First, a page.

By Billy Corriher
While Clayton County's minority population has swelled, the percentage of county projects going to minority contractors has not always kept pace.
To encourage minority involvement in county projects, the Clayton County Branch of the NAACP is offering a workshop tonight for minority business owners. The workshop is designed to give participants information on obtaining contracts for county work, including projects funded by the Special Purpose Local Option Sales Tax.
Dexter Matthews, president of the NAACP, said many minority contractors don't know how to bid on the contracts.
Matthews said that less than 5 percent of the school system's contracts go to minorities, even though almost 90 percent of the system's students are minorities.
"It's quite a big problem," he said. "That's a large discrepancy."
Matthews said the county doesn't keep track of minority contracts, but he would guess the numbers are almost the same.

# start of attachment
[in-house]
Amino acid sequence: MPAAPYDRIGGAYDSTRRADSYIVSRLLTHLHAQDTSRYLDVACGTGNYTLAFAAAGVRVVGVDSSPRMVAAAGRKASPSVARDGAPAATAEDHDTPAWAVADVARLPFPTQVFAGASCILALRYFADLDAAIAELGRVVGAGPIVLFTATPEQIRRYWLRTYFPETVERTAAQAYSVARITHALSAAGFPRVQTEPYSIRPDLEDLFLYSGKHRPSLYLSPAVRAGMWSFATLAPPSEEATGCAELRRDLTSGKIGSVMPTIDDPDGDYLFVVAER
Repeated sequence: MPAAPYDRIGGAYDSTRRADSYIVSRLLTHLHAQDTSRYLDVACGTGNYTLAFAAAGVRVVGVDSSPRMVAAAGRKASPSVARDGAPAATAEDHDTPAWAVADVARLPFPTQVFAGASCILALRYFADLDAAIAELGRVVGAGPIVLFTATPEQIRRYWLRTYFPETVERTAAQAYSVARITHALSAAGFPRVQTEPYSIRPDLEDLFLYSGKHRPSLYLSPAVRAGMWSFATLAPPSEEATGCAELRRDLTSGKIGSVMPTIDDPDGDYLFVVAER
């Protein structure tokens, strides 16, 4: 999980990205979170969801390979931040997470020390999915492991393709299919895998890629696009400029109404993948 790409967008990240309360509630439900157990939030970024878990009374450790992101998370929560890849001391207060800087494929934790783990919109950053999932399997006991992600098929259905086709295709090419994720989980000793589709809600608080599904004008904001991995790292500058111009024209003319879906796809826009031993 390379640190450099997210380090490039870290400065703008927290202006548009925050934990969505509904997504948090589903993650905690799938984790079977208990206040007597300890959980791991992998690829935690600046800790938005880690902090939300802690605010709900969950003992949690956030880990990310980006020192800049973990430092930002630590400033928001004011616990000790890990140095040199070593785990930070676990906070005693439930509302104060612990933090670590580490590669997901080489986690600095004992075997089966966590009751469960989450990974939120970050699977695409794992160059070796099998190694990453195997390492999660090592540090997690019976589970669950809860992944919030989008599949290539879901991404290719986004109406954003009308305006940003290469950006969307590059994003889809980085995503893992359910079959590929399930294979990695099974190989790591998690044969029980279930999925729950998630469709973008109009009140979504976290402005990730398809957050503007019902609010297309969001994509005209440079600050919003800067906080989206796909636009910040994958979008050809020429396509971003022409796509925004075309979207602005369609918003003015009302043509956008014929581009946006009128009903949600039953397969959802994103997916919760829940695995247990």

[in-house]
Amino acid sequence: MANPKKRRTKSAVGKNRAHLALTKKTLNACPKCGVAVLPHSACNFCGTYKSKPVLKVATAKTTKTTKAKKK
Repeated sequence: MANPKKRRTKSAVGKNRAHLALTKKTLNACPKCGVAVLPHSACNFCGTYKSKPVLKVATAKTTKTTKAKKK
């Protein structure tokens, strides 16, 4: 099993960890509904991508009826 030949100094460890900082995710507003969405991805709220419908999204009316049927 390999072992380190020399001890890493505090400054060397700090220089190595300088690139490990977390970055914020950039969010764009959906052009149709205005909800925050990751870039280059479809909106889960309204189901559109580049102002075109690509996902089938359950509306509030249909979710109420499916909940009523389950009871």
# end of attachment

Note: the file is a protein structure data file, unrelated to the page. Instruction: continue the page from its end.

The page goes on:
Representatives from the county, the school system, and the water authority will be at the workshop.
"We're trying to let (the contractors) meet those people face to face and have them learn how to get those contracts," he said.
Clayton County Commissioner Virginia Gray said she welcomed any effort to expand minority participation in county contracts.
"A lot of (minority contractors) feel like the door is closed and they don't make the attempt," she said.
Gray said the county is getting better with providing contracts to minority-owned businesses, but needs to get better.
"It's 2004 and we're nowhere near where we need to be in terms of minority participation," she said. "I think we're moving too slowly in that area."
Gray said that many times, minority-owned businesses are too small and can't meet the county's demand.
"Some haven't got to the level where they can meet our demand," she said. "That's something I hope we can address."